Talking Trade and Other Things China with Economist Tao Zha
Tao Zha is executive director of the Federal Reserve Bank of Atlanta's Center for Quantitative Economic Research. He is a U.S. citizen who was born in China, and his research interests include macroeconomics, econometrics, and the Chinese economy. Economy Matters staff writer Karen Jacobs recently spoke with Zha about China.
Karen Jacobs: The trade dispute between the United States and China has agitated global financial markets, increasing uncertainty around economic and earnings growth. Do you expect a resolution in the shorter term?
Tao Zha: We don't know when it will be resolved—that's part of the uncertainty. That uncertainty is not healthy. It also looms over monetary policy. The Fed cut rates in mid-September, saying the trade uncertainty was holding back growth. A resolution is going to take time, and both sides will be hurt. Because of the trade imbalance, it's conceivable that China will get hurt more, but the United States is also feeling the impact because of the effect of tariffs on prices of consumer goods. [The United States imported $539.5 billion in products from China in 2018, compared with its exports to China of $120.3 billion in goods, according to census data.] The consumer certainly is going to bear the cost of this trade war. Stephen Schwarzman [chief executive and cofounder of Blackstone] made a good point that China is growing so fast and has been taking advantage of the openness in the developed countries. The question is how to strike a trade agreement such that the trade barriers in China will be reduced to allow other countries to enter its market.
Jacobs: Do you have other thoughts on the topic of trade?
Zha: There are other ways to address the dispute. There could be a multilateral approach with many other countries encouraging China to lower its barriers to market entry. With trade, one of the things that is underappreciated by people is that the Chinese currency is devalued, so that will lessen the impact of trade on the Chinese economy. A multilateral approach is more effective as China is such a large economy.
Jacobs: China has had an incredible pace of growth over the last 40 years fueled mainly by manufacturing. Now, it is looking to move to a growth model that emphasizes consumption over investment. As you know, there are concerns about the pace of China's growth. What factors account for the slowing growth? How has that growth changed the lives of people?
Zha: The growth has to slow down. It has been remarkable growth, and the middle class has been enjoying a good life, but the gap is widening between the rich and poor and that could be a problem. Additionally, some regions are much richer than others. To make up the losses from investment, consumption in China has to increase significantly. Those are very serious challenges for China. Increasing the consumption takes time. Young people now like to consume more than older generations, but their purchasing power to carry the whole economy is limited.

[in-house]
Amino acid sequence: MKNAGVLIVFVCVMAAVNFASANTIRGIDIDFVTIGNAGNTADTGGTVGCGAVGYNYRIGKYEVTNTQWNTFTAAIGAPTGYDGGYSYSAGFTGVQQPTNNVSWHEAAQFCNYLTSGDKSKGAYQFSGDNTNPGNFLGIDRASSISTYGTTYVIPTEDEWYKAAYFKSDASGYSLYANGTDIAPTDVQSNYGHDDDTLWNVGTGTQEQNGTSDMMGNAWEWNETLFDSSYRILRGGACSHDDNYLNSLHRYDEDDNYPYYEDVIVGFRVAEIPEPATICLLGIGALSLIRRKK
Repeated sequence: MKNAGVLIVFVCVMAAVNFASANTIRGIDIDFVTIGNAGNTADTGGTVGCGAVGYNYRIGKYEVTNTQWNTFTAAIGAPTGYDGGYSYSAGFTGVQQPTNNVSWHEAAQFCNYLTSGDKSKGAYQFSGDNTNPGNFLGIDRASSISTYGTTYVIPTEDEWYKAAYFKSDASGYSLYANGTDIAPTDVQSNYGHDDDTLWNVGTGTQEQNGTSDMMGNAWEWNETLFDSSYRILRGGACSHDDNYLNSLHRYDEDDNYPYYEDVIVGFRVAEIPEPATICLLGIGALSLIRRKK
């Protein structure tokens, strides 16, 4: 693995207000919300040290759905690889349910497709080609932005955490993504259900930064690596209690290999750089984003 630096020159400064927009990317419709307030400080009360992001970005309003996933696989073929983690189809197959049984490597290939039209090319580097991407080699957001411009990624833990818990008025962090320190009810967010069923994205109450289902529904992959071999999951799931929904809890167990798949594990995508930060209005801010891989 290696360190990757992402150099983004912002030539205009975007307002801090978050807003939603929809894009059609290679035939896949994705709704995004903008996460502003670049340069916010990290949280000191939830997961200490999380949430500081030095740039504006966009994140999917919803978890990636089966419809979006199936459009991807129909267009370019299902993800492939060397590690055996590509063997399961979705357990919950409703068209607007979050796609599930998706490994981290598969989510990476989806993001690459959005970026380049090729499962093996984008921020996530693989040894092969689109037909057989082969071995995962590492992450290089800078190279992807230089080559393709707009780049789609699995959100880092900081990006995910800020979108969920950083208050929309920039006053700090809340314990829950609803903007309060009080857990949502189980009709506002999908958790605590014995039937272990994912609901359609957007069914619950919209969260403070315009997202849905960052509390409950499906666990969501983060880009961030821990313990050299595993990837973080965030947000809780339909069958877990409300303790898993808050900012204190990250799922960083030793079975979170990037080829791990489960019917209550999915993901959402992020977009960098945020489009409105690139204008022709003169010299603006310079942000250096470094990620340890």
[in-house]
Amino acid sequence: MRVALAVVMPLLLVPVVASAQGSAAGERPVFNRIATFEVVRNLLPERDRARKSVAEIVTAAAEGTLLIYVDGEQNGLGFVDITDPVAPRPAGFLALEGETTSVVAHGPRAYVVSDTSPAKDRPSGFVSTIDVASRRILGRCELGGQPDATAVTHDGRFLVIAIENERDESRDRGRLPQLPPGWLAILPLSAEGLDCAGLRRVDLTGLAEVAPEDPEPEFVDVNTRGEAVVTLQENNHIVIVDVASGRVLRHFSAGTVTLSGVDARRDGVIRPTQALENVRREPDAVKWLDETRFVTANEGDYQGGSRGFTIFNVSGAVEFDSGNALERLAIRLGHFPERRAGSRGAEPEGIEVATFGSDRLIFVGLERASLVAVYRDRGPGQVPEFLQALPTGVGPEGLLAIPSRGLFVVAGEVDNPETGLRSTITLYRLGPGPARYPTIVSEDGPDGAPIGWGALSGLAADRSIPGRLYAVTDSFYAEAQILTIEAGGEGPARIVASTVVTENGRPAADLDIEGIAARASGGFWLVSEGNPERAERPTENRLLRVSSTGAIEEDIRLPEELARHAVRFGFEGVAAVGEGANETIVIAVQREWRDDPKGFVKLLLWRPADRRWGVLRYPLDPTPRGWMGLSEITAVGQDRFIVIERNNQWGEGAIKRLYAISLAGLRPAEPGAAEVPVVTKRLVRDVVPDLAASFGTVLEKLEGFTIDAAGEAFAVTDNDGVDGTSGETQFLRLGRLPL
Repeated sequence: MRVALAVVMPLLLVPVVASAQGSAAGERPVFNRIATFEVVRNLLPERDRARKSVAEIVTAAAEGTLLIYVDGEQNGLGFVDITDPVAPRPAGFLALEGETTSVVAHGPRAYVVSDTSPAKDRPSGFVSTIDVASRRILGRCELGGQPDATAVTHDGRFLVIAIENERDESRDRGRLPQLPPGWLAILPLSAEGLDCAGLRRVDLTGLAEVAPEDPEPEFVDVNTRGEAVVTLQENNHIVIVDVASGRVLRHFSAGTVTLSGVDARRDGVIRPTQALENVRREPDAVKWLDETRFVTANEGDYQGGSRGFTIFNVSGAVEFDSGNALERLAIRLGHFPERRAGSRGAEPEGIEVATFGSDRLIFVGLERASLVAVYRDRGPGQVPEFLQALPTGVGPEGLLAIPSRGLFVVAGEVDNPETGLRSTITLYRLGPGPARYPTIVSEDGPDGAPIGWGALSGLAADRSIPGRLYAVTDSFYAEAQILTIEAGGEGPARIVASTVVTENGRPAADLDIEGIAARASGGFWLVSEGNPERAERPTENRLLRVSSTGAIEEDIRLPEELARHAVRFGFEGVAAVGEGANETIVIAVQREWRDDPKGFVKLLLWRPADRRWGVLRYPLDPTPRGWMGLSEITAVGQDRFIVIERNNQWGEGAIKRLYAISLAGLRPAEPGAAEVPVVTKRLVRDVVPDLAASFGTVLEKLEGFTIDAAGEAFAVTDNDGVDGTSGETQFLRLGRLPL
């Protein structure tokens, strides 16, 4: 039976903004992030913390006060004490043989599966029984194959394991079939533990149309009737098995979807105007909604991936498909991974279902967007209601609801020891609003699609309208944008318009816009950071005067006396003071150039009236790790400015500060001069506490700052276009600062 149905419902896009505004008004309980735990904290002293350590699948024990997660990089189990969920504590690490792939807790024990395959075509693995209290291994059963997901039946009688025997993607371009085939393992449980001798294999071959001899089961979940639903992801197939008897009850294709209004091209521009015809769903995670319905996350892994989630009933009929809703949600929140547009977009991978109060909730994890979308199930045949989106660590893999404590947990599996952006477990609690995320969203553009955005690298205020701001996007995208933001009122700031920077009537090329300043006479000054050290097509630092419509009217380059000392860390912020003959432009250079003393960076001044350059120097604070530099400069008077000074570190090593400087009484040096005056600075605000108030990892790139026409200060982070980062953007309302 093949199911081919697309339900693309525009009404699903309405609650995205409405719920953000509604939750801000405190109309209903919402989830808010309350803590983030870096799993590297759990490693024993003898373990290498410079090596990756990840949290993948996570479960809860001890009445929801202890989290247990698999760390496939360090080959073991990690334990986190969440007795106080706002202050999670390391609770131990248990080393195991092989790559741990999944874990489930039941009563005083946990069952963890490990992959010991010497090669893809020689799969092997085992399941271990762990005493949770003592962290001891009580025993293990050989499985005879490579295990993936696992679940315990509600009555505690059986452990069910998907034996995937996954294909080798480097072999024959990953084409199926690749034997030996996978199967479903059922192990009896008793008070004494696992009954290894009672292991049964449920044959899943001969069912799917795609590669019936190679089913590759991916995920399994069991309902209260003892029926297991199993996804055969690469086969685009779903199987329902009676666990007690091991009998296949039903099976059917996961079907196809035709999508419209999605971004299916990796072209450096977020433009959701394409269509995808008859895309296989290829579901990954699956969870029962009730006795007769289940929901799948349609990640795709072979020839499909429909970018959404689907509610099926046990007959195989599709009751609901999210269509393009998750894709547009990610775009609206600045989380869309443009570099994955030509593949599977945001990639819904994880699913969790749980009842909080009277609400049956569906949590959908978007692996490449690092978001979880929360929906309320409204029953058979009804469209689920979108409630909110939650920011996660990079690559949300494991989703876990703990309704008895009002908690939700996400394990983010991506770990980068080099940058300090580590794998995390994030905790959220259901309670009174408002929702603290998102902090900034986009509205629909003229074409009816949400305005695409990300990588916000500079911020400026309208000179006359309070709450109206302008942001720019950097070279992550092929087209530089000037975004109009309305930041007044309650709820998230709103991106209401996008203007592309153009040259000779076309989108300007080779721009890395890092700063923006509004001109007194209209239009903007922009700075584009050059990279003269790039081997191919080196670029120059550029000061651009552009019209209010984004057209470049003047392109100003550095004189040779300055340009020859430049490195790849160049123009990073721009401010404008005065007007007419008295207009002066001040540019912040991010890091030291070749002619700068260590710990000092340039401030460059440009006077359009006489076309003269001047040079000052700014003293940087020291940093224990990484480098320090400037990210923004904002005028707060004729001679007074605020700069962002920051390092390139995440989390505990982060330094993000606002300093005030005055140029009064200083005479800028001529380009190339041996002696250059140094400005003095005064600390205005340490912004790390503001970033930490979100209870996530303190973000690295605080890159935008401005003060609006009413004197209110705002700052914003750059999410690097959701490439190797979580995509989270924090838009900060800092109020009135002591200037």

Jacobs: What are other potential economic hurdles for China?
Zha: Productivity has been slowing in China over the past few years. Another issue is innovation. With a lot of firms being indirectly controlled by the government or influenced or favored by the government, that could be an impediment [for innovation] in China. Private enterprises have a hard time competing with those favored by the government. Second, productive enterprises may be unwilling to grow larger. For companies to be efficient, they have to be able to fire people. But cutting the workforce to improve productivity could be politically costly because [the government has] a desire to keep people employed.
Jacobs: Hong Kong has been in focus lately, due to protests there that have gone on for months now. What are your thoughts on Hong Kong's economy in light of the unrest?
Zha: Hong Kong is definitely in bad shape economically. If this continues, there's no doubt that it is headed for recession. The root of those protests is also probably related to economic reasons. Young people can't afford housing, and the wealth inequality is a serious problem facing China. The protests in Hong Kong will put a lot [more] stress on the economy.
Jacobs: How have advancements in technology/fintech helped the Chinese people?
Zha: Fintech has reduced barriers for people to pay and lowered the cost [of doing business] for merchants. Ordinary people use mobile payments in China now. Technology helps raise the standard of living overall. But how fast China can move up to the living standards enjoyed by developed countries? That still remains to be seen.
Jacobs: Are you working on any research tied to China now?
Zha: I'm working on a couple of projects: one related to debt problems in China, the other on China's financial system and its impact on macroeconomic issues.